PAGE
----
One woman knew the extent of this so well. St. Jeanne Jugan of France founded the Little Sisters of the Poor in 1839, after taking in a homeless elderly woman. Today, nearly every country and state in the U.S. has a home specifically for the elderly, especially the poorest of them. A small community of sisters resides in each home, along with the nurses, CNAs, cooks, laundresses, and countless others who come in each day to care for the residents. By the vow of hospitality, the sisters are called to carry on the mission of their foundress to serve the elderly poor in their last years and at their deathbed. As a result, a sense of familial love is created in each home. Within the interactions of everyone in the home, countless virtues reside within each person. The elderly are tended to physically, mentally, and spiritually, because no one should face the end of their life in loneliness, fear, or abandonment.
So I encourage you, if you are seeking to serve, find the elderly poor around you. It could be your family members or neighbor. If you find you have the desire to work at a home of the Little Sisters of the Poor or if you are a young woman discerning a vocation in the religious life, find the nearest home in your state and contact them. There are multiple volunteer and job opportunities that they offer. You can be single, married, consecrated and of any age. No matter who you are, you won’t regret it, because you may be just the one to offer companionship, love, and care to an elder who needs it most.
I once read an article where the author questioned the social convention of introducing people by their name and occupation. She pointed out that it can be a limiting way of getting to know a person, because you immediately make assumptions about them based on their job. Instead of delineating a friend by their employment, she suggested, we ought to tell others about their best characteristics, or amazing things they have done outside work.
Yes, one is so much more than what one does—but one’s job does make up an important part of one’s identity. That is how some surnames came about—Smith, Taylor, Brisbane even (“break-bone”, probably a surgeon, or a barber who performed surgery). What you spend most of your time doing and thinking about will form your habits and your character. Your job is also part of how you contribute to society, the body politic—engineers, lawyers, road-sweepers, garbage collectors, teachers, etc., are the various organs and limbs of human communities. Each part is specialized and essential to the functioning of the whole.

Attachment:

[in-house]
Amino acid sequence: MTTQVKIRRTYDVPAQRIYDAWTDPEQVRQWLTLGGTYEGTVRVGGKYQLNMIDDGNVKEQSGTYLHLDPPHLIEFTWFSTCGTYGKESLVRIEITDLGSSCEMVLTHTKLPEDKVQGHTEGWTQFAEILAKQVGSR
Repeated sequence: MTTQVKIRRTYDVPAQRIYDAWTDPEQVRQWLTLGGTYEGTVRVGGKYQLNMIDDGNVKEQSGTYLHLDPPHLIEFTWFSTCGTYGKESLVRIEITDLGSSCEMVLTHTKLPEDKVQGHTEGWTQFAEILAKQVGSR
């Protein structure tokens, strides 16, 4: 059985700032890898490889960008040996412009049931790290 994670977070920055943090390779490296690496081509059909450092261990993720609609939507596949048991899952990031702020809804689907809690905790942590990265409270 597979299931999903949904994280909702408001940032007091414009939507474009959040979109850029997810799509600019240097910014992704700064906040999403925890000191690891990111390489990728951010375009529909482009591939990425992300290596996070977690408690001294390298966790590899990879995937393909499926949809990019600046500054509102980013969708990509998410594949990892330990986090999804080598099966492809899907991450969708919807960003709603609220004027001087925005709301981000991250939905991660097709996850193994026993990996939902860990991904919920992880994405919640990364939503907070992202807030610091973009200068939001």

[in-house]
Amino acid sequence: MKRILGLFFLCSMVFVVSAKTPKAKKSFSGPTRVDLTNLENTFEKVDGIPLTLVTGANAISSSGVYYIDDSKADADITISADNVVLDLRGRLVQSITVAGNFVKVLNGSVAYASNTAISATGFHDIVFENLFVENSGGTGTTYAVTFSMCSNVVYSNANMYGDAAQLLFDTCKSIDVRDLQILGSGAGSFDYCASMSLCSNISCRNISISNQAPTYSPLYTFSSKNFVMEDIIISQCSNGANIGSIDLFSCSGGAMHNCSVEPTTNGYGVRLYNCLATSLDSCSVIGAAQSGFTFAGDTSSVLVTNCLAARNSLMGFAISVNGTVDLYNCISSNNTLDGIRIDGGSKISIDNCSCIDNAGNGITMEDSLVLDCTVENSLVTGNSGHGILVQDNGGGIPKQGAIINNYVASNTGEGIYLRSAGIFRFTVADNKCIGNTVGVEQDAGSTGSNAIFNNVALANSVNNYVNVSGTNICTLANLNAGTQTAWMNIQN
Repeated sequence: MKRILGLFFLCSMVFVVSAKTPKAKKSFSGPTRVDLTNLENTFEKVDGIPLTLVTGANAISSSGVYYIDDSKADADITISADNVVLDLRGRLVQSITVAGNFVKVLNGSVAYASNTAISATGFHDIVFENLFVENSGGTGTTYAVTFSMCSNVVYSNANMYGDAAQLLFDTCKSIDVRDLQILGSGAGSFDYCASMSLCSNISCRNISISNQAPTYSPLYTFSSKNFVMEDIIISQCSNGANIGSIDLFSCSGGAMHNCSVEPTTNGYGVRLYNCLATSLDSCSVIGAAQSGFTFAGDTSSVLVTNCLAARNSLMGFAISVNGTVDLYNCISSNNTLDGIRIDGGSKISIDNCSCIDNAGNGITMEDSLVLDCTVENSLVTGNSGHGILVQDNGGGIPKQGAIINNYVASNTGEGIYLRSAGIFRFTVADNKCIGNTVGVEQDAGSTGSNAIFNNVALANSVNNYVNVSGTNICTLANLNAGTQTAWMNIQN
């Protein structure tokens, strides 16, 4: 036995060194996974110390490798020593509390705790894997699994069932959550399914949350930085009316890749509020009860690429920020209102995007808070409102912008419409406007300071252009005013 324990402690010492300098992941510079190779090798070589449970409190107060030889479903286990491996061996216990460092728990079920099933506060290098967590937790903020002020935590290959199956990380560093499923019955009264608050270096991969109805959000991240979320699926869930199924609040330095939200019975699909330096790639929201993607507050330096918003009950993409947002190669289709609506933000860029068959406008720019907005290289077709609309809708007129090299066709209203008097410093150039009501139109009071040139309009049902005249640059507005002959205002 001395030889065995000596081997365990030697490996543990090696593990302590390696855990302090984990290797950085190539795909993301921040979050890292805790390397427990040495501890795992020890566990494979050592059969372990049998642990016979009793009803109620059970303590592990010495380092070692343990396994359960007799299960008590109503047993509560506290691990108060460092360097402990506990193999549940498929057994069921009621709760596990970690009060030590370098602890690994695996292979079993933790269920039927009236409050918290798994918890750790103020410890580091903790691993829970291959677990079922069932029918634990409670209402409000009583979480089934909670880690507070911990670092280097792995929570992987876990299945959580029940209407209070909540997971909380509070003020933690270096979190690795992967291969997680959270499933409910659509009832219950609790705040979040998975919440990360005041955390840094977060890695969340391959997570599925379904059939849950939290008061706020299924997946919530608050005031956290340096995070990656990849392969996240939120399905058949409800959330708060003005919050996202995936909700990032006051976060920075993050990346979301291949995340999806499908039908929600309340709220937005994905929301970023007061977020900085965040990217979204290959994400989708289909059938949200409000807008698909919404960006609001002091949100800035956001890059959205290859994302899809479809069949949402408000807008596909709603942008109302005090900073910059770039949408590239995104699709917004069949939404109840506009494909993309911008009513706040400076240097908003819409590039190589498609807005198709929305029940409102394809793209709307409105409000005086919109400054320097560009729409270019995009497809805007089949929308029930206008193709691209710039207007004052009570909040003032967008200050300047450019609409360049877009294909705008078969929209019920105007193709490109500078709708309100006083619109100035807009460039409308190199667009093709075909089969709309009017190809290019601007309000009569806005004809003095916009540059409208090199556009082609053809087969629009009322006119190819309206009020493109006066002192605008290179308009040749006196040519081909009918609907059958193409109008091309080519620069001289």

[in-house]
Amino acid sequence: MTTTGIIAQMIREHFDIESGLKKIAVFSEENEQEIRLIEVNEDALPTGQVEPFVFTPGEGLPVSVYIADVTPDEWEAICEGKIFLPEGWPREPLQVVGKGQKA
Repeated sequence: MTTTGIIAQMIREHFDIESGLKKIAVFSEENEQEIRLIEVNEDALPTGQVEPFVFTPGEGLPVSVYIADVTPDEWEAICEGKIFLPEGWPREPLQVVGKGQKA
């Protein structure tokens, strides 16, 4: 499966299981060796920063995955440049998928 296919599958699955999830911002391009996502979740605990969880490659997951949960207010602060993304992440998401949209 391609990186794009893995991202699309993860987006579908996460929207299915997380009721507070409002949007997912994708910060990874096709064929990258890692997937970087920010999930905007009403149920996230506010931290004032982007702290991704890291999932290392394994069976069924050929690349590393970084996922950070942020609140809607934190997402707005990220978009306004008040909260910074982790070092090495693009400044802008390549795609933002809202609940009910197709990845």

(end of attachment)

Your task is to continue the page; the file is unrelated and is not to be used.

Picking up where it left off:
In Tony Hendra’s book Father Joe, the eponymous Benedictine monk ponders the effects of the satirist’s work on his soul. Hendra confesses: “I’ve trained myself in paths of thought—’ruts’ might be a better word—that reflexively denigrate certain people. People I don’t agree with or have contempt for or whose motives I suspect. I must admit I haven’t considered for years what effect that might have on my own moral state.”
What we do changes who we are, and what we believe; it forms our perception of the world. Those who work in family law tend to be cynical about marriage, because they see the fallout from the worst cases. Prostitutes tend to have a negative view of men, experiencing firsthand how they give in to their animal impulses and treat the human being in front of them as an object for their own pleasure. Soldiers suffer post-traumatic stress disorder from the violence and death they witness and partake in.
Portrait photographers look for the beauty in people, even the lowliest or forgotten. Musicians discipline themselves in order to produce exquisite sounds that bestir the most hardened soul, moving people to tears, expressing the deepest longings of the human heart. Sportsmen too discipline themselves, testing the limits of the human body and willpower. Teachers become experts not only in their subjects but also in drawing out their students’ natural abilities, challenging them to learn and grow as a community that will someday reform the limbs and organs of human society.
A friend asked me if I had a goal in life. I responded that I hoped to get the Catholic media job for which I had applied. He said, “That’s short term, but what about long term?” I realized that to him, as to so many in society today, a job is just a job, interchangeable, disposable, not something to dedicate your life to.
Be that as it may, even if we no longer live in a society where one works for the same company for decades, but move from job to job, we can still offer our work up as prayer, in the Benedictine tradition: Ora et labora. Then, our whole lives, our very being, will be a gift of love, a hymn to God, fulfilling our ultimate telos and giving purpose to everything we do.